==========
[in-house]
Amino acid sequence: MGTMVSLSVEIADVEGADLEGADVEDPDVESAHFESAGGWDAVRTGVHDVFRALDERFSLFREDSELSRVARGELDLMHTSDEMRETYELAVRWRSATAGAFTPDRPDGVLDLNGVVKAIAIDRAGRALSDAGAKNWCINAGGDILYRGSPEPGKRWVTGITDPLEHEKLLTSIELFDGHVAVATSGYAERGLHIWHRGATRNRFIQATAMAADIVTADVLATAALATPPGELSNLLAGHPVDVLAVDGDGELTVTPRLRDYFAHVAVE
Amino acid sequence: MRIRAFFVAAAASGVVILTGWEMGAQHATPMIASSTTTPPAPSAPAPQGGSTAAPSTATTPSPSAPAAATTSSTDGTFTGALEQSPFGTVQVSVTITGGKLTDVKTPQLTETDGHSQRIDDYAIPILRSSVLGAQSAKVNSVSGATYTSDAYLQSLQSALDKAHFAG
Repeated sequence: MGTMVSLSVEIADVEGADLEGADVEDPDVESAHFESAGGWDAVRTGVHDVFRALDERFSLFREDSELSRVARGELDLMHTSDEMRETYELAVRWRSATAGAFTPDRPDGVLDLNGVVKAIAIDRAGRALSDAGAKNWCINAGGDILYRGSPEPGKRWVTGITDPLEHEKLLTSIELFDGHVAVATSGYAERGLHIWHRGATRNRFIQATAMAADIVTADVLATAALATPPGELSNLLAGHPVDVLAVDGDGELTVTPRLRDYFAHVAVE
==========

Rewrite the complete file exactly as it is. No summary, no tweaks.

[in-house]
Amino acid sequence: MGTMVSLSVEIADVEGADLEGADVEDPDVESAHFESAGGWDAVRTGVHDVFRALDERFSLFREDSELSRVARGELDLMHTSDEMRETYELAVRWRSATAGAFTPDRPDGVLDLNGVVKAIAIDRAGRALSDAGAKNWCINAGGDILYRGSPEPGKRWVTGITDPLEHEKLLTSIELFDGHVAVATSGYAERGLHIWHRGATRNRFIQATAMAADIVTADVLATAALATPPGELSNLLAGHPVDVLAVDGDGELTVTPRLRDYFAHVAVE
Amino acid sequence: MRIRAFFVAAAASGVVILTGWEMGAQHATPMIASSTTTPPAPSAPAPQGGSTAAPSTATTPSPSAPAAATTSSTDGTFTGALEQSPFGTVQVSVTITGGKLTDVKTPQLTETDGHSQRIDDYAIPILRSSVLGAQSAKVNSVSGATYTSDAYLQSLQSALDKAHFAG
Repeated sequence: MGTMVSLSVEIADVEGADLEGADVEDPDVESAHFESAGGWDAVRTGVHDVFRALDERFSLFREDSELSRVARGELDLMHTSDEMRETYELAVRWRSATAGAFTPDRPDGVLDLNGVVKAIAIDRAGRALSDAGAKNWCINAGGDILYRGSPEPGKRWVTGITDPLEHEKLLTSIELFDGHVAVATSGYAERGLHIWHRGATRNRFIQATAMAADIVTADVLATAALATPPGELSNLLAGHPVDVLAVDGDGELTVTPRLRDYFAHVAVE